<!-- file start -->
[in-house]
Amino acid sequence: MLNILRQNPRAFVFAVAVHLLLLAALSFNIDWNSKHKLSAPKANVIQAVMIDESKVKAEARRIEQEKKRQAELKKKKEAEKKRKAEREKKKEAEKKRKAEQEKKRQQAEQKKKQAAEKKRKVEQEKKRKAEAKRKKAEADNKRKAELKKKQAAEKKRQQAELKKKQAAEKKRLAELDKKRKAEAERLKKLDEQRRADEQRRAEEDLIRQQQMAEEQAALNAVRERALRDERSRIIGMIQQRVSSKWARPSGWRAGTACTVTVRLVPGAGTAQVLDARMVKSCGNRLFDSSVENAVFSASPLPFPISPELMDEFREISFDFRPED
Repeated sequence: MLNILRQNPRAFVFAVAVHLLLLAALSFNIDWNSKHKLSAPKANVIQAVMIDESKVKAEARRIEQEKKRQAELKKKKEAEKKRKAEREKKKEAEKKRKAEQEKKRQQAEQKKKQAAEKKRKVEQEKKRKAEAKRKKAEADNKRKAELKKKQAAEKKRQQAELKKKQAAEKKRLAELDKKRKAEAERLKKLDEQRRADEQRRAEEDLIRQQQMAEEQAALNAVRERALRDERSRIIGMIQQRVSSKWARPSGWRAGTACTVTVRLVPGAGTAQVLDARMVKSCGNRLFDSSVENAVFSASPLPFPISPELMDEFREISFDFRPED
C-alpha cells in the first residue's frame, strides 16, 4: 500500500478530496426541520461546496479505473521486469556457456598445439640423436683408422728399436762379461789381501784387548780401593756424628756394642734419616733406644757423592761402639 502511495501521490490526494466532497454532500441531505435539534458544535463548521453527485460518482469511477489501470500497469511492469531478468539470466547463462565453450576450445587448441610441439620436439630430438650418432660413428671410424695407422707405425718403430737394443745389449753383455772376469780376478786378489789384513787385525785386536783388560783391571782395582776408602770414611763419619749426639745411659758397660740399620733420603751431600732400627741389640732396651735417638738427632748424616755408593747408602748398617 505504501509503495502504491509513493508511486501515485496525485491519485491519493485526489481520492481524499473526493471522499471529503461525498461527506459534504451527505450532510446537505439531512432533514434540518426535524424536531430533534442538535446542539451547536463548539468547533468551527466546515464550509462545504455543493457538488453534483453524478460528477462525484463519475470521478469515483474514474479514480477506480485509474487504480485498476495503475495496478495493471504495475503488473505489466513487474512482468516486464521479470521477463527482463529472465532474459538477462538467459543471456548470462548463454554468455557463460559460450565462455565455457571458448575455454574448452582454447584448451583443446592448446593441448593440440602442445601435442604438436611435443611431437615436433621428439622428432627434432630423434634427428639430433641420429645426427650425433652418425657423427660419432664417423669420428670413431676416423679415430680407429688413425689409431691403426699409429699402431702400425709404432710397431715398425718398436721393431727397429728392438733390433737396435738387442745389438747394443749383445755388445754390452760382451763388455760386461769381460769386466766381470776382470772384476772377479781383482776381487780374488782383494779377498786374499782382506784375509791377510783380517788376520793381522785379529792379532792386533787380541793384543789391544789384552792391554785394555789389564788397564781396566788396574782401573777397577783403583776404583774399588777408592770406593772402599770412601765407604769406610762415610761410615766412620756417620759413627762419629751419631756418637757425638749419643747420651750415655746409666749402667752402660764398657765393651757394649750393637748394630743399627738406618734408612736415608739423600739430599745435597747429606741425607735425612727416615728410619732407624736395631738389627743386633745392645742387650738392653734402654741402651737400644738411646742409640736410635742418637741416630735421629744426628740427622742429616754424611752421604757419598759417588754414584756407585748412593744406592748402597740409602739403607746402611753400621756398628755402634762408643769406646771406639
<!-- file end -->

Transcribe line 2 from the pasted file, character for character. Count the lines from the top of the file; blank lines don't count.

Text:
Amino acid sequence: MLNILRQNPRAFVFAVAVHLLLLAALSFNIDWNSKHKLSAPKANVIQAVMIDESKVKAEARRIEQEKKRQAELKKKKEAEKKRKAEREKKKEAEKKRKAEQEKKRQQAEQKKKQAAEKKRKVEQEKKRKAEAKRKKAEADNKRKAELKKKQAAEKKRQQAELKKKQAAEKKRLAELDKKRKAEAERLKKLDEQRRADEQRRAEEDLIRQQQMAEEQAALNAVRERALRDERSRIIGMIQQRVSSKWARPSGWRAGTACTVTVRLVPGAGTAQVLDARMVKSCGNRLFDSSVENAVFSASPLPFPISPELMDEFREISFDFRPED